Facebook’s $15 an hour minimum in context: A big boost for janitors, security guards
The ongoing Fight for $15 has a new hero: Facebook.
The social network is requiring some of its vendors to increase their workers’ pay and benefits. Facebook’s new standard calls for contractors who do a substantial amount of work for the social network to pay their employees—janitors, security guards, food service staff—at least $15 per hour and receive at least 15 paid days off.
The rules went into effect at Facebook’s largest vendors on May 1.
It’s unclear how much this will raise the pay for specific workers at the company—Facebook did not immediately respond to a question about what these workers earned prior to this effort—but it’s certain that $15 per hour is well above the median hourly pay these occupations garner nationally.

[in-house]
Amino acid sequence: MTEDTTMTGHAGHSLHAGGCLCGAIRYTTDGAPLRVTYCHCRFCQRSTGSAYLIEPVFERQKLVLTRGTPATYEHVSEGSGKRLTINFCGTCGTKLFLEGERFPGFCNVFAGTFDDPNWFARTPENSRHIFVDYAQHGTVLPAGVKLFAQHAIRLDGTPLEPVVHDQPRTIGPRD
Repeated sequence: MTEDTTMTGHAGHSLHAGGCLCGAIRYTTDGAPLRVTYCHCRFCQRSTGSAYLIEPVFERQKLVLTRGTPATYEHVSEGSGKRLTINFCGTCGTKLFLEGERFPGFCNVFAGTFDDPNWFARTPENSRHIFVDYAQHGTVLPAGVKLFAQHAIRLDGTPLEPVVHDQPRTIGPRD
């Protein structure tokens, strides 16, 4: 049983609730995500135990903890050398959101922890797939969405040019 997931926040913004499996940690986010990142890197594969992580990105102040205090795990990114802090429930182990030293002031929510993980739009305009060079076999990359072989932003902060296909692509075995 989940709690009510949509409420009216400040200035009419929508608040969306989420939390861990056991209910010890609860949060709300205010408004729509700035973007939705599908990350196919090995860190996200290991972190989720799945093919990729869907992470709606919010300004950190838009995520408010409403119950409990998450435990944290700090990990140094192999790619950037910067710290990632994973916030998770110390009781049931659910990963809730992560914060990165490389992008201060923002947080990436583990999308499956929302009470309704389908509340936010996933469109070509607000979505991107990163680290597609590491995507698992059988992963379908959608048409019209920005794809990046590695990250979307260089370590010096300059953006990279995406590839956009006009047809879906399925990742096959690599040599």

Those wide discrepancies serve as testament to the power that private employers can exert over raising workers’ pay. Facebook’s move is aimed at trying to shrink the growing economic divide in Silicon Valley, but it’s similar to those made by other corporations, including Ikea, Gap, Wal-Mart, Target, and T.J. Maxx. These employers have given their hourly workers higher minimum wages amid pressure from labor advocates and in the absence of a boost to the federal minimum wage, which has stood at $7.25 since 2009. Facebook’s effort to secure paid time off for its vendors’ employees mimics Microsoft’s announcement in March that it would require some employees at its suppliers to have at least 15 days of paid time off.